My Lords, does the noble and learned Lord not agree that this is yet another example, not of the importance of identity cards but of the importance of the authorities having biometric information about individuals with a number which can relate to them? The card will tell you nothing. Provided the biometric information exists somewhere, that should enable certain identification between the person and the corresponding number on other records, where appropriate.

Lord Goldsmith

My Lords, the noble Lord is absolutely right, which is why the Government believe that using biometric data is a very important part of the way forward in relation to existing ID cards and the proposals. The noble Lord is right: that sort of information makes it very difficult for an identification to be falsified because the material is particular to that individual.

Lord Davies of Coity

My Lords, I understand my noble and learned friend's explanation with regard to some traffic offences, but this Question refers to criminal prosecutions, which I think reflect the seriousness of the situation. Am Ito understand that if someone is apprehended for a criminal offence the police do not get supporting evidence of identity? If that is the case, why are the people not apprehended until they can prove who they are?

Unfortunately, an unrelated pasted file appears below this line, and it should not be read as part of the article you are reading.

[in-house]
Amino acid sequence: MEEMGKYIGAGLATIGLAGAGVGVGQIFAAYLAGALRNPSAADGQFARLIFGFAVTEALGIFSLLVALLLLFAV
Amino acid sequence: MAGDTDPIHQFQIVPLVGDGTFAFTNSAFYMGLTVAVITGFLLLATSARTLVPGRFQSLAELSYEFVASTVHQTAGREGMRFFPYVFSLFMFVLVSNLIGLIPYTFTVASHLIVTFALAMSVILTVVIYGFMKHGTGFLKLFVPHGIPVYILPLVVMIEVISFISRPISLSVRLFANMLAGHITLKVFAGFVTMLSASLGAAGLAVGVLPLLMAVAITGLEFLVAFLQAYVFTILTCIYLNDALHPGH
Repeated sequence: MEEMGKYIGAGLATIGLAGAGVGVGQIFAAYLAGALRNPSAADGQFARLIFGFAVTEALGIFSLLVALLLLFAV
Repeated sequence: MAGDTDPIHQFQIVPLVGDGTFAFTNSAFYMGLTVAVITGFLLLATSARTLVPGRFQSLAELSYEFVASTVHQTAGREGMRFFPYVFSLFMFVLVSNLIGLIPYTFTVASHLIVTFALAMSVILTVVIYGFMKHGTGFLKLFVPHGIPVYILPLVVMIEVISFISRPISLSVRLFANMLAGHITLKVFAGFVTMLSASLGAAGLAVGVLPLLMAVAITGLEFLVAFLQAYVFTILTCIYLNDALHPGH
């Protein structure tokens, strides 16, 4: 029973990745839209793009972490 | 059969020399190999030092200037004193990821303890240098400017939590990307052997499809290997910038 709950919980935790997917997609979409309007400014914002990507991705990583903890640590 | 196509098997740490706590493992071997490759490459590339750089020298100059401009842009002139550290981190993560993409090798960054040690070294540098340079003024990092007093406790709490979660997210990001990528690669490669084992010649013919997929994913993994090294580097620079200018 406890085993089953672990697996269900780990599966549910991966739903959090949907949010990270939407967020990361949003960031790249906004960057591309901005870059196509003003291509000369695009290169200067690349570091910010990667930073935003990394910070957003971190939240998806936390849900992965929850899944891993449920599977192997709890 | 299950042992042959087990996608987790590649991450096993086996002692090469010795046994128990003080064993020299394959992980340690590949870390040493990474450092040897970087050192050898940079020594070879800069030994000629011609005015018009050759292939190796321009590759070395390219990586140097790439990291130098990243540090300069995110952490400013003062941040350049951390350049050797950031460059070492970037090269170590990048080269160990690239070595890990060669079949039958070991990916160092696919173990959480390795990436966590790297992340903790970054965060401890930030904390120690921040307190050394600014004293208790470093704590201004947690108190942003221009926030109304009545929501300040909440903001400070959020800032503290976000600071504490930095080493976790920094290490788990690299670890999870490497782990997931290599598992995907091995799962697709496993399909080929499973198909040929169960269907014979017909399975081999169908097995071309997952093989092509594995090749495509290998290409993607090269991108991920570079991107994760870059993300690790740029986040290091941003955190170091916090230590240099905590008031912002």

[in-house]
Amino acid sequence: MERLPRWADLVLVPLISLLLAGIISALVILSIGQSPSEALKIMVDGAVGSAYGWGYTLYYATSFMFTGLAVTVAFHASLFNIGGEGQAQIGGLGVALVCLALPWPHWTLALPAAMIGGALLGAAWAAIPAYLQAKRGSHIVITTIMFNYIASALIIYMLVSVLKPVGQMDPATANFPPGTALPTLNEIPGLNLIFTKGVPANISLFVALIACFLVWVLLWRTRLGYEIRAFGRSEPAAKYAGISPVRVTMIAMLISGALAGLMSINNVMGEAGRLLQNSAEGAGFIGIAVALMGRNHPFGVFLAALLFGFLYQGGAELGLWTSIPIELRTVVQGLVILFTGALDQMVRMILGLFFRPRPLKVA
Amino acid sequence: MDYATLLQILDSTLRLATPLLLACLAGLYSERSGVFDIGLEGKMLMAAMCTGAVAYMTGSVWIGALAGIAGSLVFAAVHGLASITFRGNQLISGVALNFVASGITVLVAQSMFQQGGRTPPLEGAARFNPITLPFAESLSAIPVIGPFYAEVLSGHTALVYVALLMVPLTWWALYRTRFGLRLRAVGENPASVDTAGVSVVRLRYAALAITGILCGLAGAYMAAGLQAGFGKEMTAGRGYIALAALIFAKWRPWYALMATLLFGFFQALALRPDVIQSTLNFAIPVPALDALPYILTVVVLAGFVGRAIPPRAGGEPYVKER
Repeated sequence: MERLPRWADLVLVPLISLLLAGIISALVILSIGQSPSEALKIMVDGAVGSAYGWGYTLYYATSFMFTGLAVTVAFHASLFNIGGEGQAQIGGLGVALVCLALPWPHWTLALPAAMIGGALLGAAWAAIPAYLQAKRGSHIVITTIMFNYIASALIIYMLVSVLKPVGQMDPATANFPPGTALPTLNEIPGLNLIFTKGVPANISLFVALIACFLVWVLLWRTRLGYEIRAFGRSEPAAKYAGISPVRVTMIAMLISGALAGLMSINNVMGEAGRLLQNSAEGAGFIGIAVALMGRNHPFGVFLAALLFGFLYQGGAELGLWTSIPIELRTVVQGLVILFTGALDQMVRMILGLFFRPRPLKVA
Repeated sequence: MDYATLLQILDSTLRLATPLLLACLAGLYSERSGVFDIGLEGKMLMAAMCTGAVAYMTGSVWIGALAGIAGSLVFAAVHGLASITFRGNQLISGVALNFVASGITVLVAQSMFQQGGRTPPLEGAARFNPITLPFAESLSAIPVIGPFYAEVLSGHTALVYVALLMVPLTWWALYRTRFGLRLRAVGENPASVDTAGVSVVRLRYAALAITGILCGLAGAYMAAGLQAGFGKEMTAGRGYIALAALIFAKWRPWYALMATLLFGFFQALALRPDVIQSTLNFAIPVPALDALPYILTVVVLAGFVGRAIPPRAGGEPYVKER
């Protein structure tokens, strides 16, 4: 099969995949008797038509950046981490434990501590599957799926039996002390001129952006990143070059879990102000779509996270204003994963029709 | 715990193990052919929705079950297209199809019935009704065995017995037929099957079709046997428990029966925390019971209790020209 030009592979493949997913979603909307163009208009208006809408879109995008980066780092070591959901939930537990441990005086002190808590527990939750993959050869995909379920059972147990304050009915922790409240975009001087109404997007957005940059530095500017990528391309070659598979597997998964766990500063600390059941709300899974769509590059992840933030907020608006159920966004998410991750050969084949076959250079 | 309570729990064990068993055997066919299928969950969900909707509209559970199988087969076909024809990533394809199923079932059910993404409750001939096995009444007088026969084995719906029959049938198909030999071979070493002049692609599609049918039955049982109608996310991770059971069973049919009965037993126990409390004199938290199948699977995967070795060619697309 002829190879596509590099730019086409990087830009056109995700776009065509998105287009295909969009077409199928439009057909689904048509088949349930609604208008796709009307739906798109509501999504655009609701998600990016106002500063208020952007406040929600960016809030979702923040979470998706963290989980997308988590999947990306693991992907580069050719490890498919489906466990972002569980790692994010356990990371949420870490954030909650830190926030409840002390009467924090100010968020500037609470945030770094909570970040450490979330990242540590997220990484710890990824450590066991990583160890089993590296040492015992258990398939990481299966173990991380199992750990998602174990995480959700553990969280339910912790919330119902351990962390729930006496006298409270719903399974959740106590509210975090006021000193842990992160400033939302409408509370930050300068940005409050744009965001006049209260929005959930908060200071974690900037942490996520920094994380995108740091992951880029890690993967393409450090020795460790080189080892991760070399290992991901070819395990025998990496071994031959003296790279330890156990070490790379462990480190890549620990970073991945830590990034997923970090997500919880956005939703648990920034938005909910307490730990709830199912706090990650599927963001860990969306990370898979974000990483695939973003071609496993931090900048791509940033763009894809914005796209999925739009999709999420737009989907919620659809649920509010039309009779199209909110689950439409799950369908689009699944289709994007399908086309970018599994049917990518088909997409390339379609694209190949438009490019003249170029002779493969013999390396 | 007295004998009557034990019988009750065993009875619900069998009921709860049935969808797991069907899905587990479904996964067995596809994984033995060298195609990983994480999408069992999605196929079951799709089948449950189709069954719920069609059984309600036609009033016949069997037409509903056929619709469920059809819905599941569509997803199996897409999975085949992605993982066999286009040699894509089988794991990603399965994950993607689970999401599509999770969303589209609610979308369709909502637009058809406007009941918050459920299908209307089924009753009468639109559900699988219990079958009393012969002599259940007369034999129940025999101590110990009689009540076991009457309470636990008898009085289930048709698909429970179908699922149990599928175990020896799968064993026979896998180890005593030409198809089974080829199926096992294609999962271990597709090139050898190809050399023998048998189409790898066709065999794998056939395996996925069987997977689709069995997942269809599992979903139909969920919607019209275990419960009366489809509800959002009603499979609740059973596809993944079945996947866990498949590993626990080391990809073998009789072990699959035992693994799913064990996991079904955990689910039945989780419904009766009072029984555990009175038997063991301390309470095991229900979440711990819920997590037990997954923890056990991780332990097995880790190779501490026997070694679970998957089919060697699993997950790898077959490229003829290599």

Lord Goldsmith

My Lords, the fact remains that traffic offences are still criminal offences and when prosecuted they are criminal prosecutions. So the answer is right in the way that I have given it. The noble Lord is also right to say—and this is why I framed the answer to the noble Lord, Lord Henley, in the way that I did—that in relation to more serious cases it is not a question of the police simply stopping someone, taking his alleged name and then waiting to see him in court. They will bring someone in, interview that person and carry out checks and inquiries, which are very likely to identify who that person actually is even if a false name was given in the first place.

Lord McNally

My Lords, whether or not identity cards would produce the result that some noble Lords believe they would, will the Attorney-General clarify what happens when false information is given? He has identified that as a criminal offence in itself. Surely, one way of curbing this practice would be to pursue the matter where wrong information is given and raise the stakes substantially to deter the practice.

Lord Goldsmith

My Lords, the noble Lord is absolutely right. In the example I gave, at the moment if someone gives a false identification and the wrong person is summoned to court, then so long as the true individual can be identified that will be a criminal offence and will be prosecuted either as wasting police time or, in a more serious case, maybe as perverting the course of justice.

As to the more general issue, again the noble Lord will know that the consultation paper and the draft Bill propose further criminal offences in relation to the abuse of identity. Indeed, the Home Office has announced the launch of a website, which will help people to protect their own identities, and that should be going live in the summer.